2. CommentedJohn Wiederspan

      Mr. Marshall, your personal attacks (Joseph Stieglitz=rotten socialist innards) do nothing to aid in the rebuttal of a position. All too often certainty blinds us to other viewpoints. The only time a person learns (grows intellectually) is when they are confronted with something entirely new or something that contradicts what they already believe to be true. They see they need to change their frame of reference. After being involved in economics for almost 40 years, the one thing I know is that economics (like politics )will always exist and there will always be disagreements on how it should be conducted.

        CommentedGary Marshall

        Hello John,

        What am I to learn or how do I grow intellectually from economic principles that are currently being refuted by the collapse of governments in Europe, in Asia, and perhaps soon in the US?

        What reasonable argument can be made for the inordinate squander of funds stripped from the hardworking individuals that earned them and doubtless would have employed them to far better purpose?

        Were I back in the 1500 and 1600's would I have grown intellectually by mastering the erroneous geocentric theory?

        This whole rotten enterprise of government squander is coming to a remorseless end. A new form of economics is coming that shall clear all that overgrown and suffocating brush, rendering the soils of economics once again fertile.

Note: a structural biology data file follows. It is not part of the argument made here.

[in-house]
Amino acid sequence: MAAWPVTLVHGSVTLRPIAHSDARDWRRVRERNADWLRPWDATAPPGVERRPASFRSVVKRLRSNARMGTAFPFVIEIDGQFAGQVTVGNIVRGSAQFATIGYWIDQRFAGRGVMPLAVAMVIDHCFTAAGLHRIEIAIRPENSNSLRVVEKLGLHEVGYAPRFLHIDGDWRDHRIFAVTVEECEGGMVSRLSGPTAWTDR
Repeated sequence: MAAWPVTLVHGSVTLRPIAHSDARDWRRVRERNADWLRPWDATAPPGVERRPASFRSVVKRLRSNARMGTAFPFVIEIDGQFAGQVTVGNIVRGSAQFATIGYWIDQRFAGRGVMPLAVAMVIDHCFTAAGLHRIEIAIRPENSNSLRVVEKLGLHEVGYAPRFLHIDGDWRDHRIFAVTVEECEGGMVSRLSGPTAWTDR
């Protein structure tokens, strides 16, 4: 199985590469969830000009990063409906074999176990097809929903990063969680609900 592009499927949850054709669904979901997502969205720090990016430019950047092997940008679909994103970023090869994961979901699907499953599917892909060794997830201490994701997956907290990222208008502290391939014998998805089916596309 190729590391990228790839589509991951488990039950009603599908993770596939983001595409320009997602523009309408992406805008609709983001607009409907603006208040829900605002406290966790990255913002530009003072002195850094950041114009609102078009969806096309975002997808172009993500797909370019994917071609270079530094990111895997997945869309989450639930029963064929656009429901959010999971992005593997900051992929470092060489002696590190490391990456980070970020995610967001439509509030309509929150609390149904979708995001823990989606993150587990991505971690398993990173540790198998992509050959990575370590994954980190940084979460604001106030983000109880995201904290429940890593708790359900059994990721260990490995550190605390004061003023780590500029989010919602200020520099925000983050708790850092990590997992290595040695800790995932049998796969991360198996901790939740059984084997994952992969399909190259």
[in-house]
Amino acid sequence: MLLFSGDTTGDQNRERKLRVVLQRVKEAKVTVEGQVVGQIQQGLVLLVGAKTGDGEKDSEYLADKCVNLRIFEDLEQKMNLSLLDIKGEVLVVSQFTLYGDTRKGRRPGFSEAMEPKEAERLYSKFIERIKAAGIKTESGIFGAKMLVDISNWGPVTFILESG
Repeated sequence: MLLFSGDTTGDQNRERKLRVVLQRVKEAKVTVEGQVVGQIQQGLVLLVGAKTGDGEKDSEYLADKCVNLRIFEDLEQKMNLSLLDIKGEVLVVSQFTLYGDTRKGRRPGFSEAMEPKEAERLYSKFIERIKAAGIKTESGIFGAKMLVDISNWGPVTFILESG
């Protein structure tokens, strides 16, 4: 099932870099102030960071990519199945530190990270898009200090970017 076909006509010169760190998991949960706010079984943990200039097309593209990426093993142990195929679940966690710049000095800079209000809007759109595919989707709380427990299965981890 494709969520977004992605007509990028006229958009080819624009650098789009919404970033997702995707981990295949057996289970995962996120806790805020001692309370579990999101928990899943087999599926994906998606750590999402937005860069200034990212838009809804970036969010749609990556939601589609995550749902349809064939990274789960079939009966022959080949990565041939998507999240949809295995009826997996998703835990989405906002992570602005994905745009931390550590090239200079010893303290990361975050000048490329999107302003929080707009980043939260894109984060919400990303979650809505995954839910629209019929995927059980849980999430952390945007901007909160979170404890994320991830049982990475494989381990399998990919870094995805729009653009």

If all these laurelled economics thinkers have is a defense of an obsolete, ridiculous, and derelict theory, then what lesson is there save futility?


    3. CommentedJohn Wiederspan

      Hello Mr. Marshall, All viewers of this web site should be grateful you saw fit to reveal the path of economic wisdom to the former chief economist of the IMF. It must be intellectually comfortable; knowing with certainty your understanding of economics is comprehensive and true. With the irrefutable economic counterpoint to Mr. Johnson, he may be tempted to leave the profession. It is obvious your academic/private sector education/experience lends itself to an advisory position in any public or private organization. Their gain would be our loss.

        CommentedGary Marshall

        Hello John,

        I will just add that the accountants obtain a a near perfect grasp of the proof and its implications within minutes of seeing it. The comments of one fellow in particular have kept me going these last 12 years.

        The economists never do get it.


        CommentedGary Marshall

        Hello John,

        Thanks for the comment. I am usually told I am nuts, and I am still expecting you to fire with a hell of a nasty barrage.

        I see you are retired, which means you have far more years in this business than most of us. Since this is so, your comment means a lot more to me than you realize.